If your child is eligible for special education but her needs are not being met, you can seek legal action against your child’s school district. Under the Individuals with Disabilities Education Act (IDEA), the first step in redressing your child’s special education rights is filing for a due process hearing. A due process hearing is an administrative hearing in which you and the school district present evidence about your child’s education needs to a hearing officer or administrative law judge. The hearing functions similar to a court proceeding but is more informal. You and the school district can offer witnesses; present documents, such as Individualized Education Programs and evaluation reports; and offer opening and closing arguments. You can proceed pro se or hire a special education lawyer. Hearing officers and administrative law judges have the power to order compensatory education services, prospective educational services, and placement at a private school.
Due process hearings involve these steps:
- A parent commences a due process hearing by filing a due process complaint. The complaint must state the child’s name, address, and school; it must describe the specific educational problem; and it must include ideas to resolve the problem.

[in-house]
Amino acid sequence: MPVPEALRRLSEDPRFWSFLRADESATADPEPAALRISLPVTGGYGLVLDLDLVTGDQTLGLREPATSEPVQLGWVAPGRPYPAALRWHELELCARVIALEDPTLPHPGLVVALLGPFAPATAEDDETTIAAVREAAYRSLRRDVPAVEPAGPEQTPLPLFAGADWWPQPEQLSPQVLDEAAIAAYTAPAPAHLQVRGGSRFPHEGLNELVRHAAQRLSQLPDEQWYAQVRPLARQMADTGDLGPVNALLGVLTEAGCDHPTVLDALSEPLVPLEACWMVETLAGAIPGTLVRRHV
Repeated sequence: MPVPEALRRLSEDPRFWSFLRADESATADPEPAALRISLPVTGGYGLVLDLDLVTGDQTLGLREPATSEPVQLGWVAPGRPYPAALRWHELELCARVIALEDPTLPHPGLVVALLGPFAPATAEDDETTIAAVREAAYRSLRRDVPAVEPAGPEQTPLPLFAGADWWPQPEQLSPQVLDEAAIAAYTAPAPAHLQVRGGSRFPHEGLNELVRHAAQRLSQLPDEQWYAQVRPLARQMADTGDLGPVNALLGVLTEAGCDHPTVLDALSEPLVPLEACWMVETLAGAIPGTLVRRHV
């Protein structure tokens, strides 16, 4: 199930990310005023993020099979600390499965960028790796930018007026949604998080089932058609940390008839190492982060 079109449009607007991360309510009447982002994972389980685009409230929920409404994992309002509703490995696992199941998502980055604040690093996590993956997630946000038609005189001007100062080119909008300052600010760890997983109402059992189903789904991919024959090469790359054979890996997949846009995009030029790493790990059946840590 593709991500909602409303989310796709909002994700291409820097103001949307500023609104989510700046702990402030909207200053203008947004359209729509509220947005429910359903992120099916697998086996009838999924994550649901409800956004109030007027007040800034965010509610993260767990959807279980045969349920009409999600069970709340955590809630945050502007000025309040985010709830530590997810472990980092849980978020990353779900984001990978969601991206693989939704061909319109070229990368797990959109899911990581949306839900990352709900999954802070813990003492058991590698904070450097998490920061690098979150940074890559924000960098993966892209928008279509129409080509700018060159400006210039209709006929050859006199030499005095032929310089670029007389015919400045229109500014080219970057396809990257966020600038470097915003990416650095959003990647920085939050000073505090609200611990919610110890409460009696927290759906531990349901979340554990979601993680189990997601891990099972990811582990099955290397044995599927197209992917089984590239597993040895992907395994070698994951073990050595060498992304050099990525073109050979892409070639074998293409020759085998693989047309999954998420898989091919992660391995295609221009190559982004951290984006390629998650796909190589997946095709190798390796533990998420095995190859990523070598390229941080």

- Within fifteen days of the parent filing the complaint, the parent and school district must hold a “resolution session.” A resolution session is similar to a settlement conference. The goal of the session is to resolve the parent’s concerns. The thirty days following the filing of the parent’s complaint is considered the “resolution period.”
- If the parent and school district do not resolve the case within the thirty-day resolution period, the presiding hearing officer or administrative law judge must be prepared to decide the case in the next forty-five days. However, the parties can agree to an extension of this forty-five-day period.
- The due process hearing is held during the forty-five-day period. The hearing can last one day or multiple days. It must be held at a location that is reasonably convenient to the parent and child. Oftentimes, hearings are held at a school district’s administrative offices. The School District of Philadelphia, for example, holds hearings in its downtown office.
- After the due process hearing concludes, the hearing officer or administrative law judge will issue a decision. The parent or school district can appeal the decision to federal court.
Berney & Sang has represented hundreds of parents at special education due process hearings. If you have concerns about your child’s education, don’t hesitate to contact the firm for a free consultation. We are based in Philadelphia and serve clients across Pennsylvania, New Jersey, Delaware, and Florida.